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Shea v. United States

United States District Court, D. Nevada

March 17, 2017

UNITED STATES, et al., Defendants.



         I. SUMMARY

         Plaintiff Thomas Gregory Shea, proceeding pro se, initiated this action to assert claims under 42 U.S.C. § 1983 and under state laws for conduct that allegedly occurred while Shea was conducting business at the Second Judicial District Court and utilizing the resources at its law library (“Law Library”). Before the Court is Defendants Noah Boyer and Sean McVickers' Motion for Summary Judgment (“Motion”). (ECF No. 96.) Shea's response was due on September 16, 2016. (ECF No 96.) The Court granted Shea's two requests for extension of time to file his response. (ECF Nos. 102, 107.) In his response filed on November 14, 2016, Shea claimed he was unable to respond because “he was a victim of theft of every document the defendants reference.” (ECF No. 108.) He indicated he opposes summary judgment until he is able to obtain records. (Id.) On December 28, 2016, Shea filed a motion to supplement his response to the Motion. (ECF No. 110.) The Court will grant Shea's motion to supplement and consider his supplemental opposition (“Opposition”) (ECF No. 110-1). For the reasons discussed below, the Motion is granted in part and denied in part.


         After screening the Amended Complaint (“FAC”), the Court permitted Shea to proceed on the following claims against Defendants Boyer and McVickers:[1] Count I, alleging false light; Count II, alleging First Amendment retaliation; and Count V, alleging Fourth Amendment warrantless search. (ECF No. 31.)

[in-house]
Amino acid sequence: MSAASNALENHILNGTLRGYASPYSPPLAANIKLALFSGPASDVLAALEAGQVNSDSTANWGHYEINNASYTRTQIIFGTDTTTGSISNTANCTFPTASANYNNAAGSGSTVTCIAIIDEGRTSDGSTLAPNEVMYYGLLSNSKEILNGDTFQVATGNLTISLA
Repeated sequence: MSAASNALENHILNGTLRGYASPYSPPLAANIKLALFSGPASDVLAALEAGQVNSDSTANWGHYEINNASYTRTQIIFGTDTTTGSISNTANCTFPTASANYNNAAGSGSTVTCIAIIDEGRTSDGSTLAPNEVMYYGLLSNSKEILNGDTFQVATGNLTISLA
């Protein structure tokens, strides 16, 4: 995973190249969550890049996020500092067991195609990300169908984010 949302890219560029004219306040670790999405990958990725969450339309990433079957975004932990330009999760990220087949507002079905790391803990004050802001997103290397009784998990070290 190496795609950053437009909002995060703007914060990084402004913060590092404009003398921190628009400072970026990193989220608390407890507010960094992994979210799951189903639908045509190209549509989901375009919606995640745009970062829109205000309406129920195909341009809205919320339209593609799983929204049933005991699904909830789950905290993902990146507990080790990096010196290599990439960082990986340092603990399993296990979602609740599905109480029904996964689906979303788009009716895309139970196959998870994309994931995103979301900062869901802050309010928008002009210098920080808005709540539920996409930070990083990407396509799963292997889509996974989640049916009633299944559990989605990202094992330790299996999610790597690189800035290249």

The facts relevant to these remaining claims, taken from the FAC, are as follows. On July 10, 2012, Shea visited the Law Library to conduct legal research when numerous deputies, including Boyer and McVickers, approached him. (ECF No 30 at 13.) They asked about his purpose for visiting the Law Library. (Id. at 14.) McVickers looked through Shea's legal papers and demanded to know the exact nature of Shea's visit. (Id.) McVickers asked if Shea recalled him, and according to Shea, he had filed a grievance against McVickers five years before the filing of the complaint. (Id. at 14, 30-31.) McVickers informed Shea that the filing clerk at the Law Library, Anita, had reported Shea for harassing behavior, instructed him to leave the Law Library and told him he must “stop all this civil law stuff.” (Id. at 14.) Shea later spoke with Anita who denied having reported any harassment. (Id.) Shea returned to the Law Library the next day and overheard a security officer radioed that “Mr. Shea is in the building.” (Id. at 18.) Photos identifying him were placed near the metal detectors at the courthouse and Law Library buildings within plain view of the public. (Id. at 19.) McVickers subsequently approached Shea when he was at the Law Library and during that encounter, McVickers grabbed Shea's legal papers, leafed through them and made threatening and demeaning comments about the scars on Shea's face. (Id. at 21-22.) Shea subsequently filed complaints with the Washoe County Sheriff's Office (“WCSO”) about Defendants' harassing conduct. (ECF No. 30 at 65, 68-69.)